What can providers do to take advantage of the Public Services (Social Value) Act?
Wednesday 30 October 2013By:
- Chih Hoong Sin
Since the end of January 2013 The Public Services (Social Value) Act has come into force requiring all public bodies in England and some in Wales are required to consider how the services they commission and procure might improve the economic, social and environmental well-being of local areas. Recently, I was invited to speak at Help the Hospices Annual Conference on how service providers may be able to use the Act to their advantage.
Responsibility for change
While the Act is intended, in part, to give voluntary and community sector organisations more opportunities to secure public services contracts; there are a number of barriers that need to be acknowledged and addressed. There are real risks that the status quo will be maintained unless challenged explicitly. For example, Chris White MP (the person who first proposed the idea of such an Act as a Private Member Bill) asserted that:
“The Act…relies on civil society organisations to take the initiative and use the potential of the Act to change the way we commission services”
The responsibility for bringing about desired changes may fall squarely on the shoulders of voluntary and community sector organisations.”
So what providers can do?
Learn from others
There is a growing body of literature on what commissioners and providers have been doing to translate the vision underpinning the Act into reality. Organisations should learn from the experiences of others; perhaps getting in touch with the relevant organisations for further conversations.
The Act encourages organisations to develop clear and multi-pronged approaches to engagement, including:
- Clarifying your approach towards partnerships and consortia:
– Are you levering support from your umbrella support body?
– In partnerships and consortia, which organisation leads on different types of contracts?
– How do you work with the ‘big players’ (which can be private sector organisations as well as national charities)?
- Clarifying your understanding of what commissioners ‘value’:
– What are they looking for, and what may persuade them?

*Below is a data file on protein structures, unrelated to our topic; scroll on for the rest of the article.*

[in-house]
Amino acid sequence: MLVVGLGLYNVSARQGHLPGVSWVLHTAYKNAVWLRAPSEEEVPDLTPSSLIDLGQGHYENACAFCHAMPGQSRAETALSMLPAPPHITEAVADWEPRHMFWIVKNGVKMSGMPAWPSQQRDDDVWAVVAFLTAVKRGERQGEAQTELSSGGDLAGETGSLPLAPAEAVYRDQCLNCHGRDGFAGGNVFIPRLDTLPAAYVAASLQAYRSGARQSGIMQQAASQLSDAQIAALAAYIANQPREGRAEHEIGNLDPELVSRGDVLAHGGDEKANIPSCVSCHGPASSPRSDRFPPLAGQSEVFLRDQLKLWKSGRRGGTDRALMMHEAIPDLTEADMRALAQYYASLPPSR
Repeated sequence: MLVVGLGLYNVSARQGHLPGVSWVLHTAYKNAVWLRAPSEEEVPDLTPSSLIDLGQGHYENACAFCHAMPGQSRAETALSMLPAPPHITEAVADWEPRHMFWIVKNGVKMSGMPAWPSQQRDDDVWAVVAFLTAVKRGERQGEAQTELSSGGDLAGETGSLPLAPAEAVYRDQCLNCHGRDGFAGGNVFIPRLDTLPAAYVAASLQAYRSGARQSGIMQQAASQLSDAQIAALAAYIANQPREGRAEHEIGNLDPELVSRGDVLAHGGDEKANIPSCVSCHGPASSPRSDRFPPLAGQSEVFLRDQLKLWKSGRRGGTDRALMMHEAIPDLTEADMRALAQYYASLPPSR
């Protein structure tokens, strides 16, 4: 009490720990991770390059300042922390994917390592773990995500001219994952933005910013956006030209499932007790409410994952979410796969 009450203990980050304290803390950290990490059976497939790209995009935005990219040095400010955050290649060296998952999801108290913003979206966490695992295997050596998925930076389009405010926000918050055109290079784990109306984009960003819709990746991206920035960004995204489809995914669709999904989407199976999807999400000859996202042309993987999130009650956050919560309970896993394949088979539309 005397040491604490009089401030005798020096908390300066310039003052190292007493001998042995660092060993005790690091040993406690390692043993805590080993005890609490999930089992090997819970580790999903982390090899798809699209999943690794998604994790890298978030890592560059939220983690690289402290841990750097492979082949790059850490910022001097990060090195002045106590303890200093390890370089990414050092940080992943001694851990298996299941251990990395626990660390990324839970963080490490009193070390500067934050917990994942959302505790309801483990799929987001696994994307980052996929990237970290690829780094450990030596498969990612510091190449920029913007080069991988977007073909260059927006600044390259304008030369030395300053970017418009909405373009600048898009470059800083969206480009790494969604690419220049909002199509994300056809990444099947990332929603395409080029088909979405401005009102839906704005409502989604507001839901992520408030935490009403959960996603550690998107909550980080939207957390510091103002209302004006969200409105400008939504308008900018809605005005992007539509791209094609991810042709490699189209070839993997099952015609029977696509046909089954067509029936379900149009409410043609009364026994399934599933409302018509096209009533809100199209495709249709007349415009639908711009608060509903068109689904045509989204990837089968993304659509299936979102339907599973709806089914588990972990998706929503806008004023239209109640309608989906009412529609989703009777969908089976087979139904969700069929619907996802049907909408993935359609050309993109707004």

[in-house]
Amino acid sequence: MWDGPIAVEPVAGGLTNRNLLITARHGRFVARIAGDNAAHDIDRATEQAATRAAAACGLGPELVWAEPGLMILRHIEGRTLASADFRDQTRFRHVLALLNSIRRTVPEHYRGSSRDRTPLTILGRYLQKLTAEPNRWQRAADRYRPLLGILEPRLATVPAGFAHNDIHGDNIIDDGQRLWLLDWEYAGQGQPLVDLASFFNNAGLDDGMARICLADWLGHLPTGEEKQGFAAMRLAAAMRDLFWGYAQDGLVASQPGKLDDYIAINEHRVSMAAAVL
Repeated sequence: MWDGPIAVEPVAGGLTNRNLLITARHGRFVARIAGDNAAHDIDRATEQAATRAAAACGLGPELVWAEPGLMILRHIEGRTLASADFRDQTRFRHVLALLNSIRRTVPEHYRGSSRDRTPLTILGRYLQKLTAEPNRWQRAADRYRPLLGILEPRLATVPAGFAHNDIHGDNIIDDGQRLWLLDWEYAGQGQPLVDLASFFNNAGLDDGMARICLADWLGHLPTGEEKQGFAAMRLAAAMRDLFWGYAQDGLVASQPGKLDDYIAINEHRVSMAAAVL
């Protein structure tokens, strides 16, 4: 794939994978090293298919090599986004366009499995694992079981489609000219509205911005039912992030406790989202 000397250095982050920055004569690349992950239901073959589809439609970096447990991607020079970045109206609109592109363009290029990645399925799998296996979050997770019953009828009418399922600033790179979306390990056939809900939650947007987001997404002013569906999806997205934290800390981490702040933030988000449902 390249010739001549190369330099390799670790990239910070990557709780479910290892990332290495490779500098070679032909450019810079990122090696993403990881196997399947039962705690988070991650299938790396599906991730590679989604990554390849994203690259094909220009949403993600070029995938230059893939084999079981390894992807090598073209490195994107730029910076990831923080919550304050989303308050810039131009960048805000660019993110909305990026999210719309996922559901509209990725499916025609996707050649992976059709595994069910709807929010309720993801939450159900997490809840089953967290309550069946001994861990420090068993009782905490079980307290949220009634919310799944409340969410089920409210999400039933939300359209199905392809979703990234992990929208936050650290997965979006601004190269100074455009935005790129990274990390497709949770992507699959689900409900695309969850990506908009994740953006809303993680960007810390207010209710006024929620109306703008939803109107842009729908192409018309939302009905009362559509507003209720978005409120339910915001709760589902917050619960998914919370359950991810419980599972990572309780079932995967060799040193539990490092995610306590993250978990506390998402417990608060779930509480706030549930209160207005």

– What is your strategy for engaging with them?
- Clarifying your ‘unique selling point’ to partners and commissioners:
– What is it about your organisation and what you do that is different, ‘over and above’, etc.
- Clarifying how you consult and engage with your service users and stakeholders:
– How can you hear effectively from different sub-groups?
– What do they value?
Definitional and measurement issues
Define social value in a way that:
- Involves your service users and stakeholders
- Makes it amenable to measurement (e.g. ‘wellbeing’ is easy to claim, but difficult to measure. What does ‘wellbeing’ look like in your specific case? Is it about ‘reduced anxiety’, or ‘enhanced sense of control’, or ‘improved mental health’, etc?)
- May be linked to key national and local drivers and priorities (e.g. a health commissioner may find your social values easier to grasp if organised around Quality, Innovation, Productivity and Prevention (QIPP) headings).
- Resists measurement ‘orthodoxies’. For example, Social Return on Investment (SROI) may be helpful, but is not the only way through which you can demonstrate social value.
Learn how to tell your impact and value story more effectively, and in a way that makes sense to those whom you are trying to convince. There are a number of tools that can help you do so systematically, and there are accepted ‘key ingredients’ that should go into any persuasive narrative of impact and value.
While it is easy to point out flaws in the legislation and the vagueness of implementation, the Public Services (Social Value) Act nonetheless represents a new lever that may be used. Think of it as a door. If you push at it, it may or may not open; and you may or may not find a receptive audience on the other side. However, if you don’t push at it, it will definitely remain shut.